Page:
As a result of the great span in altitude and precipitation – besides various other factors such as micro-climate and soil composition – flora and fauna of the Himalaya are indeed diverse. In these mountains, two bio-geographical zones meet: The Oriental Zone, containing species from the Indian Subcontinent and Southeast Asia, and the Palaearctic Zone, containing species of Central or West Asian origin. Approximately 10,000 species of seed-bearing plants grow here, besides many hundred species of fungi, lichens, mosses, clubmosses, ferns, and other spore-bearing plants. No less than c. 900 species of birds have been observed in the Himalaya, besides c. 200 species of mammals, c. 150 species of reptiles, c. 50 species of amphibians, c. 800 species of butterflies, and innumerable other invertebrates.
Numerous peoples, of diverse origin, inhabit the Himalaya. People in the north-western part of the mountains, in Pakistan, Kashmir, southern Himachal Pradesh, and Uttarakhand, are mainly of Caucasian origin, known by the term Indo-Aryans. Their forefathers migrated here some 3,500 years ago from the steppes around the Caspian Sea.
In Zanskar, Ladakh, Lahaul, Spiti, most of Nepal, Sikkim, and Bhutan, a multitude of various Mongoloid peoples are found, many of which emigrated from Central Asia hundreds, or even thousands, of years ago. The ancestry of the Newar people of central Nepal is not clear, but their blood is probably mixed Indo-Aryan and Mongoloid. The many tribal peoples in Arunachal Pradesh and northern Myanmar are Mongoloids, probably originating from Thailand or southern China.
Viburnum is a genus of small trees with pretty white or pink flowers. As the specific name implies, Viburnum grandiflorum has the largest flowers among the eight Himalayan species, and it is the only one to bloom in winter and early spring.
Many other plants from the Himalayan region are described on the page Plants: Himalayan flora.
The hardy flowers on this Viburnum grandiflorum are covered in a layer of ice and snow, Dodi Tal, Uttarakhand. (Photo copyright © by Kaj Halberg)
In the picture below, a pale-armed Himalayan langur (Semnopithecus schistaceus) is enjoying its meal of Viburnum grandiflorum flowers, Dodi Tal, Uttarakhand.
This monkey, and many other animals from the Himalayan region, are described in depth on the page Animals: Himalayan animals.
(Photo copyright © by Kaj Halberg)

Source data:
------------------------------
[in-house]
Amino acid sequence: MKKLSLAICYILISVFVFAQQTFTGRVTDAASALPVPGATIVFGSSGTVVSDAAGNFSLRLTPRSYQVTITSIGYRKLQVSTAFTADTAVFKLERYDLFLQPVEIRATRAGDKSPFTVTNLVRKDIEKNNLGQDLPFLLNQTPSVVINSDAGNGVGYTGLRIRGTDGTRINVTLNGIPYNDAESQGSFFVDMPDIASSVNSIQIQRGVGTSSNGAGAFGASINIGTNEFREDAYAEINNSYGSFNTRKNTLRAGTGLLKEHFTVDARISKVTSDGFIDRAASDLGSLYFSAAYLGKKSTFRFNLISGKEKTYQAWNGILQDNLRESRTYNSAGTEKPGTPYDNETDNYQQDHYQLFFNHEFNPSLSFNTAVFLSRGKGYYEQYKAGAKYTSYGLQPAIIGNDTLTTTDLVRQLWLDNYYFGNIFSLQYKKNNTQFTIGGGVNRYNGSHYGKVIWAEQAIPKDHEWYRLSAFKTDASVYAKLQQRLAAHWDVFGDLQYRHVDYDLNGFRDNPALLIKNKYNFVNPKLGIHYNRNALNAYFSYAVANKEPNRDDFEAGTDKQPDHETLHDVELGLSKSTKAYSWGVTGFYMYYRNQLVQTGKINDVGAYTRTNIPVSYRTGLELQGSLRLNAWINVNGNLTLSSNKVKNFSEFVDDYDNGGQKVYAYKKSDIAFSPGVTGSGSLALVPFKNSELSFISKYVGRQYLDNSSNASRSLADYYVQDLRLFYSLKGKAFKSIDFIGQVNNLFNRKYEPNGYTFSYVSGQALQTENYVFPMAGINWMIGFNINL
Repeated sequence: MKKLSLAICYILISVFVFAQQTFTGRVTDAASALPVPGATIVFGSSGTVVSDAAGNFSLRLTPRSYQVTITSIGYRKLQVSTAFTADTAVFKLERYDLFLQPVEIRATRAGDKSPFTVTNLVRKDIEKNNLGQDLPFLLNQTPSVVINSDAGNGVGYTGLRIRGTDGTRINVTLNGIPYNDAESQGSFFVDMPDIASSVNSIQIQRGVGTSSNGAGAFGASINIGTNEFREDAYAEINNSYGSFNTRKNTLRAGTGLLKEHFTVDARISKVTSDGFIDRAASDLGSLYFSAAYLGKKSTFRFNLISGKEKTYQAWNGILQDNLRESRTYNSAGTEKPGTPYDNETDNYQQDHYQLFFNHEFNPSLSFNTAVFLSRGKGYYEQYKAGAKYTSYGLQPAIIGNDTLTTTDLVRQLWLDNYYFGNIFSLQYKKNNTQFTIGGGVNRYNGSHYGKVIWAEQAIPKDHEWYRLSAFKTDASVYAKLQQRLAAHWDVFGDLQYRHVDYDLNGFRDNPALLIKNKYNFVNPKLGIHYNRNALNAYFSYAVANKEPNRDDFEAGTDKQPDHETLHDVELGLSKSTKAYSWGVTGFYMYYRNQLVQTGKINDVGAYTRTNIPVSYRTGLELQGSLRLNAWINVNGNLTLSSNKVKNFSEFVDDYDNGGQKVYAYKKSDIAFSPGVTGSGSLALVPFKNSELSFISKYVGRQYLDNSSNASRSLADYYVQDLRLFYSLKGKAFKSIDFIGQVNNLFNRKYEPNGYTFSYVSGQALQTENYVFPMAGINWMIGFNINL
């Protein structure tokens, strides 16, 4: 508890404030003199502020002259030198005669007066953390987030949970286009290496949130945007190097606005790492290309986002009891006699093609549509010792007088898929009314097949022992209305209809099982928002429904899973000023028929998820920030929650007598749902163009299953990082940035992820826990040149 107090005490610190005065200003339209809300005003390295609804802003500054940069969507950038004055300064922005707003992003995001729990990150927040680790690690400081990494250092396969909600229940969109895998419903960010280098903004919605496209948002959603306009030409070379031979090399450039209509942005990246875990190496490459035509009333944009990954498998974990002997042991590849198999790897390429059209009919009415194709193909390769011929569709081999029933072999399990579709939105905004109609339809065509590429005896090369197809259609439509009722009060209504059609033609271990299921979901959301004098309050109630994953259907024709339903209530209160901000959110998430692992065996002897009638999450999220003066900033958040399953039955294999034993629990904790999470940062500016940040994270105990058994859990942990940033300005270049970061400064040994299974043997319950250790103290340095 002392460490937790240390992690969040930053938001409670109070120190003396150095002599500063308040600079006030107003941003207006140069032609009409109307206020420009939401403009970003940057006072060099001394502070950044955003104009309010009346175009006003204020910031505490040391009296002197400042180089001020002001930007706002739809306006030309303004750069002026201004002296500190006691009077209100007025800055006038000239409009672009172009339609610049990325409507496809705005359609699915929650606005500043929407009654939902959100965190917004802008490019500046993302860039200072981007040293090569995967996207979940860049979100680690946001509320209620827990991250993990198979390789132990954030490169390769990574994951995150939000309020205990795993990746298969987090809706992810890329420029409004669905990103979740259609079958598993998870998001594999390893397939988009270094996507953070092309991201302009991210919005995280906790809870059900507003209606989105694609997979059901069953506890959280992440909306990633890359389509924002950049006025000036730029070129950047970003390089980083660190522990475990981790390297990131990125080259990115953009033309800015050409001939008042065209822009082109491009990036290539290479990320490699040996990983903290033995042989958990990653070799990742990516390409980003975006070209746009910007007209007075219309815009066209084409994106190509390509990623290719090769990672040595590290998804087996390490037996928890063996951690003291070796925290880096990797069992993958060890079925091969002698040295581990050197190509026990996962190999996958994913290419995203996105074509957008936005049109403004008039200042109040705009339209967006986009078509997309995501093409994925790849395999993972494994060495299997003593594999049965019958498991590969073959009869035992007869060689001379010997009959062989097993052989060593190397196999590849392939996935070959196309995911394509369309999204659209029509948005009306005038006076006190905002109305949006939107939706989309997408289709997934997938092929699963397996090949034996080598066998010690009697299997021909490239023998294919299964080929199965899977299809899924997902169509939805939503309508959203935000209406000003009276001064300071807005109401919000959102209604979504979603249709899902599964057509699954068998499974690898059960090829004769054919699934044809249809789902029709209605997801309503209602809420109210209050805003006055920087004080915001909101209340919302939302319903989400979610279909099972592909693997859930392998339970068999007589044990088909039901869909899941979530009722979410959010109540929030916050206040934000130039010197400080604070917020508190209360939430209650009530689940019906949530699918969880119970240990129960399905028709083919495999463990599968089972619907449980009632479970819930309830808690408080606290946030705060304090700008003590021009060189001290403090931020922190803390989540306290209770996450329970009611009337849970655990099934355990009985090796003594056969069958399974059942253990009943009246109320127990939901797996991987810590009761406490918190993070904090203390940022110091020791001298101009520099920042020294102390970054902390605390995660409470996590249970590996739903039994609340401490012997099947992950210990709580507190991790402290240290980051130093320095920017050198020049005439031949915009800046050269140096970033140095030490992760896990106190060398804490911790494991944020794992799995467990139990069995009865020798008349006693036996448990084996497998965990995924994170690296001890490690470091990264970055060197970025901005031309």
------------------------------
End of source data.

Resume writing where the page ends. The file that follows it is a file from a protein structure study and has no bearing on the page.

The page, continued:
On a misty winter morning, fishermen in the Koshi Tappu swamps, southern Nepal, bring their nets ashore to be dried in the sun. Grazing water buffaloes are seen in the background. (Photo copyright © by Kaj Halberg)
Abelmoschus manihot, of the mallow family (Malvaceae), is quite common along trails and in waste fields. It is a bristly-haired herb, to 2 m tall, with palmately lobed leaves and pretty yellow flowers with purple centres. A near relative, Abelmoschus esculentus, has edible fruits, called okra or ladies’ fingers.
Abelmoschus manihot, photographed in the lower Marsyangdi Valley, Annapurna, central Nepal. Himalayan nettle (Urtica ardens) is also seen. (Photo copyright © by Kaj Halberg)
Near the great lake Tso Moriri, Ladakh, a colony of Himalayan marmots (Marmota himalayana) has found a peaceful haven. The local Buddhist population does not harm these large, ground-living squirrels, and they show no fear of people passing by.
(Photos copyright © by Kaj Halberg)
Despite having had an obviously strenuous life, this old Sherpa woman has aged with grace. She is clad in the traditional Sherpa dress. – Sangrati, Arun Valley, eastern Nepal. (Photo copyright © by Kaj Halberg)
About 22 species of rock-jasmine (Androsace) are found in the Himalaya. This picture shows Androsace muscoidea, photographed after a rain shower, Great Himalayan National Park, Himachal Pradesh. (Photo copyright © by Kaj Halberg)
This little girl is riding on her grandfather’s back, near Umlung, Ladakh. In the Himalaya, grandparents are highly respected, and they often participate in the upbringing of their grandchildren. (Photo copyright © by Kaj Halberg)
(Uploaded January 2016)
(Latest update January 2021)